First, a minor note – I have been using the Brave browser the past week. I like it. It looks and behaves like Chrome. Privacy from tracking is really good. My cookie collection has dropped by 2/3. Pop-ups and ads are suppressed. It even includes TOR browsing if any of you degenerates need to dive into the dark web looking for underage Thai girls.
Second, I am feeling a lot better and posted six times this week.
Here’s a potpourri of topics from my Evernote clipper. Something to offend everyone and maybe provide food for thought for others.
We Sure Got Our Money’s Worth in Afganistan
Of $145 billion dedicated to Afghanistan reconstruction since 2002, $36.3 billion went to building a “stable, representative and democratic” government in Afghanistan, according to the report. Nevertheless, the government evaporated when then-president Ashraf Ghani fled
in the wake of the Taliban’s rapid takeover
and U.S. military exit
145 Billion and that not counting the military effort. It was Vietnam all over again.
People who imagine an energy transition want to build windmills and solar panels and store all that energy in batteries. But if you do the arithmetic, you find you’d need to build about a hundred trillion dollars’ worth of batteries to store the same amount of energy that Europe has in storage now for this winter. It would take the world’s battery factories 400 years to manufacture that many batteries.”
Life in 2022
The Barnum & Bailey of Donald Trump, the Alice in Wonderland of Joe Biden, the doctrinaire be-nice-or-else of the canceling woke, the paramilitary fruitcakes loose in the land, the decadent gender obsessions, the assault rifles, the politics of germs, the recreational looting, the law that turns felons loose, pandemic homelessness, the trillions in debt that means nothing, the wide- open border and the endless sanctimony.
Trump had many policy successes: taxes and deregulation, energy security, judges, the Abraham Accords, correcting illusions about Iran, among others.
But his character flaws—narcissism, lack of self-control, abusive treatment of advisers, his puerile vendettas—interfered with that success. Before Covid he was headed for re-election. But the damage from his shutdown of the economy combined with his erratic behavior in that crisis gave Joe Biden the opening to campaign for normalcy. Mr. Trump lost a winnable election.
Had he accepted that defeat, he might now be poised for a comeback given Mr. Biden’s unpopularity. But Mr. Trump contested the outcome well past any reasonable limit and encouraged his supporters to march on the Capitol on Jan. 6. He badgered his loyal Vice President, Mike Pence, to stop the Electoral College vote count to the point where lives were in danger, including Mr. Pence’s. The deadly riot will forever stain his legacy.
From Vanilla Spanking
An exchange between the characters played by Barbara Stanwyck and Joel McCrea in Cecil B. DeMille’s 1939 blockbuster, Union Pacific:
MOLLIE MONAHAN: Did you never know that flirting gets into a woman’s blood like fighting gets into a man’s? Now, a girl begins coquetting to discover if she has the power. Then she goes looking, like a fighter after a bully, for the hardest man to conquer. But ’tis never the man she wants, ’tis the pleasure of bringing him to her feet.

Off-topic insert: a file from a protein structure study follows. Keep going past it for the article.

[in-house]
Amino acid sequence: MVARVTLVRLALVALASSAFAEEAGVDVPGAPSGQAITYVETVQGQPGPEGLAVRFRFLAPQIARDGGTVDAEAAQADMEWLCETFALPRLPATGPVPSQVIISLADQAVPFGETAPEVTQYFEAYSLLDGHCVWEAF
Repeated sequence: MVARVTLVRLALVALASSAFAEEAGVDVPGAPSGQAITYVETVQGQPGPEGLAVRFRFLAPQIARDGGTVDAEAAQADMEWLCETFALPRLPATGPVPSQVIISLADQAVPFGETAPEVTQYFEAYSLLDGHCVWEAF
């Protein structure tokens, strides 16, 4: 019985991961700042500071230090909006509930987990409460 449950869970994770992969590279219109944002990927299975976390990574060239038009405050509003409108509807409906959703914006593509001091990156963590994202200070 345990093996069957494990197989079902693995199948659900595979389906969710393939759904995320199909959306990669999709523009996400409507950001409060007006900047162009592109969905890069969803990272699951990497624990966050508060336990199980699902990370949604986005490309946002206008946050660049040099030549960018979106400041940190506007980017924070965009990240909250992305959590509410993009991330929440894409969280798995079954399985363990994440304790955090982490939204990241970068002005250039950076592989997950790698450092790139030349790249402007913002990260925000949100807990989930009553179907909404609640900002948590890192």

JEFF BUTLER: Till the right man comes along and gives her the spanking she deserves.
MOLLIE MONAHAN: Ah, that’s the man she dreams of.
Will Republicans Come Up With an Agenda?
I wonder how bad things have to get before voters reject the Democratic policies responsible for so much destruction. Massive, out-of-control deficit spending sparked 40-year-high inflation. The war on fossil fuels has produced record prices, which also contributed to inflation. Radical progressive policies have caused crime to skyrocket, and President Biden’s open border has resulted in a flood of illegal immigrants and deadly drugs.
President Sugar Cone
Victor Davis Hanson says Biden is the most dangerously radical President in US history.
According to Aristotle, it was “democratic for officials to be chosen by lot.
The expansive triplet in the Gettysburg Address
“…government of the people, by the people, for the people.” This wasn’t merely a rhetorical flourish. In that triplet, Lincoln lays out the three fundamental elements of democracy. The first is consent—government of the people. “According to our ancient faith,” Lincoln said in his 1854 speech objecting to the Kansas-Nebraska Act, which compromised on slavery, “the just powers of governments are derived from the consent of the governed.” That meant plainly “that no man is good enough to govern another man, without that other’s consent.
Lincoln wrote, government served to do only those things that need “to be done, but which they can not, by individual effort, do at all, or do so well, for themselves,” such as roads and bridges, schools and asylums, the enforcement of the laws and the defense of the nation. While government isn’t “charged with the duty of redressing, or preventing, all the wrongs in the world,” he said in 1859, it does have the responsibility to keep from “planting and cultivating too many thorns in the bosom of society.
Signs of the Times
My pick to torture for the harm she has done
The Hate in Her Eyes Before She Spits on Him